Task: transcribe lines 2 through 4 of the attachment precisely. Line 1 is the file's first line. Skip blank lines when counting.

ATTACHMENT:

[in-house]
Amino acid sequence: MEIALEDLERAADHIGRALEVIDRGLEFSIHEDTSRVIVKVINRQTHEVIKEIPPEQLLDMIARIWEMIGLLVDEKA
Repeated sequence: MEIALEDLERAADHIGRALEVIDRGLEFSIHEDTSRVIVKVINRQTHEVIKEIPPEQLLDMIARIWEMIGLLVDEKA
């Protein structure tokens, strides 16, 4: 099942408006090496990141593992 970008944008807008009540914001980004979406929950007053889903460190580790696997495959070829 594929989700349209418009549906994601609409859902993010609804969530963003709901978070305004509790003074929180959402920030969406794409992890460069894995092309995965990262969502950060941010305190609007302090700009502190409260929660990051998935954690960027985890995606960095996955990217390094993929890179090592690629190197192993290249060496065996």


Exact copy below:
Amino acid sequence: MEIALEDLERAADHIGRALEVIDRGLEFSIHEDTSRVIVKVINRQTHEVIKEIPPEQLLDMIARIWEMIGLLVDEKA
Repeated sequence: MEIALEDLERAADHIGRALEVIDRGLEFSIHEDTSRVIVKVINRQTHEVIKEIPPEQLLDMIARIWEMIGLLVDEKA
């Protein structure tokens, strides 16, 4: 099942408006090496990141593992 970008944008807008009540914001980004979406929950007053889903460190580790696997495959070829 594929989700349209418009549906994601609409859902993010609804969530963003709901978070305004509790003074929180959402920030969406794409992890460069894995092309995965990262969502950060941010305190609007302090700009502190409260929660990051998935954690960027985890995606960095996955990217390094993929890179090592690629190197192993290249060496065996």